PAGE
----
Hopelessly Devoted at the Pegasus Theatre on Friday night was a triumph of imagination from dramatic conception, through a great ensemble performance to the warm audience reception. Set in a women's prison, the restrictiveness of jail was subtly evoked by a stark white square to which the performance was confined and noises off revealed the ever-present inmates, and intimated at the claustrophobia and isolation of prison. This was reinforced by the body language of Chess, the central character, and her physical tension builds throughout the play, hinting at self-harm and finally expressing itself in an act of self-destruction.
As the play unfolds we learn that Chess, played by Sheila Atim, is subject to a long sentence having killed her long-term abusive partner. Through her song, music and creativity, Chess explores the emotions and issues she is confronting and we gain insight into her experience and understanding of the emotional complexity of her past and her concern for her daughter. Also, whilst she has been in prison, she has fallen in love with her cell mate, Serena (played by Demi Oyediran), who is leaving prison. The honesty, warmth and support inherent in their relationship is subtly played and the focus of the play's humour as they cajole, criticize and comfort each other.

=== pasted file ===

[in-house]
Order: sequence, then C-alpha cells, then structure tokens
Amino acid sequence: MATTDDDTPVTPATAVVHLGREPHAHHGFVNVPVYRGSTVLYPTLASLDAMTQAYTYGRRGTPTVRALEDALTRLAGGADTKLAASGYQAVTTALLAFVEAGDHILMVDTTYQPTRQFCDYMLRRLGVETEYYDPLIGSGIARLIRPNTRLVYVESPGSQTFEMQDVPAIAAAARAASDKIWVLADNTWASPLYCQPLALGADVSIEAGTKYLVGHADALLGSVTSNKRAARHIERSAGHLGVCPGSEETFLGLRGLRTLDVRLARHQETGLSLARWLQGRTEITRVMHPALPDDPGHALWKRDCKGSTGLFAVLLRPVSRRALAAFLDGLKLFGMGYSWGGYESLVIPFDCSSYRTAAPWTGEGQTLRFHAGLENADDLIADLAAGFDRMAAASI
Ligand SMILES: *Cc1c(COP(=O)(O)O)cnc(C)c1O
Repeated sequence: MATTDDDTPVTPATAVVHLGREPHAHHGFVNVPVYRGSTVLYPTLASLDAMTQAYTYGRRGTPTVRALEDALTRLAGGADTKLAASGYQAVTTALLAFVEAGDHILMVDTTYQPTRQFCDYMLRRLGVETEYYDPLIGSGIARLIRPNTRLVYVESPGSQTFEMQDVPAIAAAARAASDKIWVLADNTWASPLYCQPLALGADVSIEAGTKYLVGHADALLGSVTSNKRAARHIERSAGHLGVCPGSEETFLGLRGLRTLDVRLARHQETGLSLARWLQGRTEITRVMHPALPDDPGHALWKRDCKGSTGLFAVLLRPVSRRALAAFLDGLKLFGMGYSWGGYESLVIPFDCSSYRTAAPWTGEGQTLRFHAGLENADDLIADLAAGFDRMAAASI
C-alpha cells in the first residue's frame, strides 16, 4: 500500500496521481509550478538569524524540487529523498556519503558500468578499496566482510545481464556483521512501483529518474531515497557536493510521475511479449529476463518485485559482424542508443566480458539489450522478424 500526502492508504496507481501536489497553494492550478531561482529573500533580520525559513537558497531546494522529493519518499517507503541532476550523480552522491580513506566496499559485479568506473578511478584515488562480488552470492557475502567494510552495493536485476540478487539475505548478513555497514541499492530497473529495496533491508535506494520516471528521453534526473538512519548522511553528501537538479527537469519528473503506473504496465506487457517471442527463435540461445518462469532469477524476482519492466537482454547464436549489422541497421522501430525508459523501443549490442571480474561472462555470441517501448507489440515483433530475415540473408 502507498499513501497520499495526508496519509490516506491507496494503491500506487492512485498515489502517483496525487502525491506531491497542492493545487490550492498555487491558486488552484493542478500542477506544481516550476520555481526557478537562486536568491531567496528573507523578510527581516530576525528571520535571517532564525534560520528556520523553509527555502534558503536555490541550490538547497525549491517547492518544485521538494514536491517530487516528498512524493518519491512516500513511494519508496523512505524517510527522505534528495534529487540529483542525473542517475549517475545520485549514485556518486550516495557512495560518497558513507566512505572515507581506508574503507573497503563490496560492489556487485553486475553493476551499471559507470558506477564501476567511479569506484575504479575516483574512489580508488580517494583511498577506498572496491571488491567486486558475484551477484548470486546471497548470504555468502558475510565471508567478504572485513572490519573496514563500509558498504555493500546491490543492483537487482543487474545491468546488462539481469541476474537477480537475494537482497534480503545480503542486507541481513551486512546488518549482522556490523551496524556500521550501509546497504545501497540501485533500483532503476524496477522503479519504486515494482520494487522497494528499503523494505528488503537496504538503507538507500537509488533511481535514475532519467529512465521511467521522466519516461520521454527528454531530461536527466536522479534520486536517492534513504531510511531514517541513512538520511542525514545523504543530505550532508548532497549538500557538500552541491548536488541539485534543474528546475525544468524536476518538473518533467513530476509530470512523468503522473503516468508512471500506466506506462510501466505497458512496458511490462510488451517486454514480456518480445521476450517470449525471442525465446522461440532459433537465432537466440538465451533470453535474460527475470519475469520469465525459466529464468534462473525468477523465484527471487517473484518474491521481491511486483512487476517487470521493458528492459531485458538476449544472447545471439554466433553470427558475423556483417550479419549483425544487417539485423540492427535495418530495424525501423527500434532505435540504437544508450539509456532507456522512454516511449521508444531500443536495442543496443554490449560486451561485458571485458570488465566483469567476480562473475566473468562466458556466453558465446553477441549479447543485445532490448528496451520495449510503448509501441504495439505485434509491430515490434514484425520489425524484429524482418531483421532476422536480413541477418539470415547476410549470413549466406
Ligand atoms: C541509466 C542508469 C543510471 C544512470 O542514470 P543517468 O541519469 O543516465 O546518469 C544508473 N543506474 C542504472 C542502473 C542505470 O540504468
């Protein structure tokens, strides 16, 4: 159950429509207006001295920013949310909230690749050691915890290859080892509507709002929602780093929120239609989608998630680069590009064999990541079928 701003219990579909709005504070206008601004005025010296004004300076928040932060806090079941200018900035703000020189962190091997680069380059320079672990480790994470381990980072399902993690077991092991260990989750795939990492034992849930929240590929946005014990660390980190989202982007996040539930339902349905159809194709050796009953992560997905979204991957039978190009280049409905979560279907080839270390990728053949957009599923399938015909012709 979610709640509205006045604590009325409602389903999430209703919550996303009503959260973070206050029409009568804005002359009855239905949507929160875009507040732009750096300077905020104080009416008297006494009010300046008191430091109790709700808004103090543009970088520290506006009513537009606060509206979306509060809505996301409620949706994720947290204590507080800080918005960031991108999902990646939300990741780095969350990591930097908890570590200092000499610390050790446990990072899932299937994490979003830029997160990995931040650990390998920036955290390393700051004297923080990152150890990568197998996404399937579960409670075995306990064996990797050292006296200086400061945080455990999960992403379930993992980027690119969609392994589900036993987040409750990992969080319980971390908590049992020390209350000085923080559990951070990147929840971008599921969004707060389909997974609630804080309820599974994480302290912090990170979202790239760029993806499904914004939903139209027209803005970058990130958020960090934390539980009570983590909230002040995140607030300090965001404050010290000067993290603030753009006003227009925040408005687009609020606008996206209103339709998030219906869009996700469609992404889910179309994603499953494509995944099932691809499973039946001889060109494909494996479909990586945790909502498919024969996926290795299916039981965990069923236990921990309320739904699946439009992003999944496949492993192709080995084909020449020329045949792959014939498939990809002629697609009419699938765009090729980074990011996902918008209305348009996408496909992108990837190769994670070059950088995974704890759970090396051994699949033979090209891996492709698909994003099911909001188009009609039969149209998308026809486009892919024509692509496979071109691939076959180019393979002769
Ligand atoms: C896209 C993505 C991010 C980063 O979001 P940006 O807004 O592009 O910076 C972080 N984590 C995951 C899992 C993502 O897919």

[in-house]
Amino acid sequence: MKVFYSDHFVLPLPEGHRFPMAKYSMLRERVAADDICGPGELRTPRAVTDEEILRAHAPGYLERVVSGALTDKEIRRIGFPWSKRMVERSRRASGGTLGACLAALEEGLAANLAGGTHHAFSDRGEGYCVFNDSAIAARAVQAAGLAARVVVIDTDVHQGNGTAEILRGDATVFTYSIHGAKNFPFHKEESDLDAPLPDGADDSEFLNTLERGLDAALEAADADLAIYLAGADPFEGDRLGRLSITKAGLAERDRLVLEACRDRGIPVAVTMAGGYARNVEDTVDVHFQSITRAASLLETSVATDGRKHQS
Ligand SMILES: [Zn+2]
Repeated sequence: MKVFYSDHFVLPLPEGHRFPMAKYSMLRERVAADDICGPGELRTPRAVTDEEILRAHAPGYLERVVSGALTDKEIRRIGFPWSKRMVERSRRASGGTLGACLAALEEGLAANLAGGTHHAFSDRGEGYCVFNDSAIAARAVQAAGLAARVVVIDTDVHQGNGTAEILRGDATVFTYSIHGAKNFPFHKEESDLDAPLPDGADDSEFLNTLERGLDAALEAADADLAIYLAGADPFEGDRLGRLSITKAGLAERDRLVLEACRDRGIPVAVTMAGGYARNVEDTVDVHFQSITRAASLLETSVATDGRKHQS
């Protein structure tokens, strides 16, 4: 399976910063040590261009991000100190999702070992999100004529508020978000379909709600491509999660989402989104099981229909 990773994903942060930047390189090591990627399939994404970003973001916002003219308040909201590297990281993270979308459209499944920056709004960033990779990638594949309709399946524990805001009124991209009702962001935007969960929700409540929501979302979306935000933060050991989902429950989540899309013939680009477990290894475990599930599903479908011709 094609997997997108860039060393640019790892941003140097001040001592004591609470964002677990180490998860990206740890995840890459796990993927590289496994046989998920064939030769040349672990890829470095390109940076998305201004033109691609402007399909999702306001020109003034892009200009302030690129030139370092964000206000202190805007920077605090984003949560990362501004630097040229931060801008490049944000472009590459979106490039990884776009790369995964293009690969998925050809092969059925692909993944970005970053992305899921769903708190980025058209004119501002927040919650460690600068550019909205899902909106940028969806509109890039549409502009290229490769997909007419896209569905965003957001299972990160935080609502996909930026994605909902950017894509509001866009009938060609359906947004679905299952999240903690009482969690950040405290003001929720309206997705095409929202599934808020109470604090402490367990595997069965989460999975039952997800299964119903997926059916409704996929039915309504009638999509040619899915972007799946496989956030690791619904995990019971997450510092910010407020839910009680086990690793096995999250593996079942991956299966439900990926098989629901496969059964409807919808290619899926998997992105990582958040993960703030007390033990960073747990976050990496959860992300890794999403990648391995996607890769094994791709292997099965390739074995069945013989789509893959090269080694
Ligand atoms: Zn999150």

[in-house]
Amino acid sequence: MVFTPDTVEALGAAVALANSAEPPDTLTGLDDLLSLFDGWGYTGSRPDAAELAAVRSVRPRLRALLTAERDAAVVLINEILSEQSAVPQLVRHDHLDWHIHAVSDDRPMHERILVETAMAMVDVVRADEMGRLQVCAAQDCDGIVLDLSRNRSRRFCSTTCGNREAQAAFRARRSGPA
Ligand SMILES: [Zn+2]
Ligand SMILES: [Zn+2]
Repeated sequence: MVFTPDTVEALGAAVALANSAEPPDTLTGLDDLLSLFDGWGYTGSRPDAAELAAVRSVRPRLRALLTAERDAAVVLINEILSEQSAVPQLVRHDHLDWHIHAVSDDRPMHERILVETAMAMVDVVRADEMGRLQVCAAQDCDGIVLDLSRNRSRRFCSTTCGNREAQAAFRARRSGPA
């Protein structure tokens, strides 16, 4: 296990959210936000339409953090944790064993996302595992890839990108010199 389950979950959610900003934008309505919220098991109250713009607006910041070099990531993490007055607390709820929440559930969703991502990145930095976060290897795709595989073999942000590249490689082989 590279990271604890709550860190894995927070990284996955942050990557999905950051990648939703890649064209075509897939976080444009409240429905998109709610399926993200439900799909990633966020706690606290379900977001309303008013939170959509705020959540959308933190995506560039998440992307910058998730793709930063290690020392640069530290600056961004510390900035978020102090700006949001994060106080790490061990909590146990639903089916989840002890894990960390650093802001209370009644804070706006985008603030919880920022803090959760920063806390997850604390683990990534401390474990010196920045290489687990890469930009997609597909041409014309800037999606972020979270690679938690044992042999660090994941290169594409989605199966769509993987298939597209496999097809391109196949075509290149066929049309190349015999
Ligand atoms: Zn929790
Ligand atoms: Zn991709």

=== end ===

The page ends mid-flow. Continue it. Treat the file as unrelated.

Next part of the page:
Chess is given the opportunity to record a song with Silver (Frances Ashman), who is teaching a course in prison as part of her drug rehabilitation programme, and the painful conception, construction and performance of the song Chess imagines for her daughter form the central thread of the play. There is also great humour in the interaction between Chess and Silver as Silver tries to coax musical expression from her student.
The play embodies grace under pressure and personalizes some complex and challenging issues. When Chess performs her song at the end of the play and her imagination finds expression, this is not a happy ending but a positive affirmation of the resilience and beauty of the human spirit.